Covering the Goulburn and Murray valleys

Thoona first town to improve resilience

Benalla Rural City's community-led program will strengthen resilience in four district towns.

May 30, 2014 3:33am

Thoona residents Tony Rak, Pauline Brown, Jodie Wells and baby Tia, Daniel Wells and Bill Sammon with Benalla Rural City resilient communities coordinator Jan Osmotherly (third from left).By Monique Freer

Residents in Thoona are strengthening their resources and community resilience thanks to a pilot program from Benalla Rural City Council.

The rural town is the first of four towns selected to engage in the community-led Resilient Community Program, which is designed to build community resilience in the face of natural disasters, serious accidents and other significantly disruptive events.

As reported in the Ensign on December 18, 2013, Benalla Rural City received $110000 of Victorian Government funding to build capacity, preparedness and resilience in four rural communities.

The other three communities participating in the project will be Baddaginnie/Goomalibee, Tatong and Goorambat, with the project rolling out across the next 12 months.

Benalla Rural City Council has appointed Jan Osmotherly to the role of resilient communities co-ordinator, in a role designed to ask questions and listen to people’s stories and ideas.

Ms Osmotherly said while resilience involved bouncing back from adversity, rural communities faced extra challenges in doing so with ageing populations contributing to a high proportion of vulnerable people.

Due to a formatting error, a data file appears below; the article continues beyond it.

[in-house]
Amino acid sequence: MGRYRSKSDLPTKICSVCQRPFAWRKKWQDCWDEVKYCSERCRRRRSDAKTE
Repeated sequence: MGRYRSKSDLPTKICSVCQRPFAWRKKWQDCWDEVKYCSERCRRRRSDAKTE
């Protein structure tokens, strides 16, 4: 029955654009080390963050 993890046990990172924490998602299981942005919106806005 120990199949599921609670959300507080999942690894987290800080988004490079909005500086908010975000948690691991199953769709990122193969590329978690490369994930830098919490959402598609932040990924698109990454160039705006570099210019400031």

‘‘Many of the older people say that there used to be a stronger sense of community spirit that helped them to bounce back, but that has been sapped over time by things like shops, schools and pubs closing, the decline of sporting clubs and young people moving away,’’ Ms Osmotherly said.

She said the project was about reinvigorating community spirit as well as being prepared for natural disasters.

She hoped her background in education, training and community arts would help her work with communities to come up with creative ways to get people’s ideas flowing and have them be heard.

‘‘There are many people who are very keen to be involved, and there are people who have a rich local history to share,’’ she said.

The grant was part of the government’s $143000 Local People Making Local Solutions pilot program, which was funded by the Resilient Community Program.

Alpine Shire also received $80000 for its Building Resilience in Businesses program from the government’s Resilient Community Program, while Mansfield Shire received $49500 for its Community Resilience Leadership Program.

For more information about the program phone Jan Osmotherly on 57602600.

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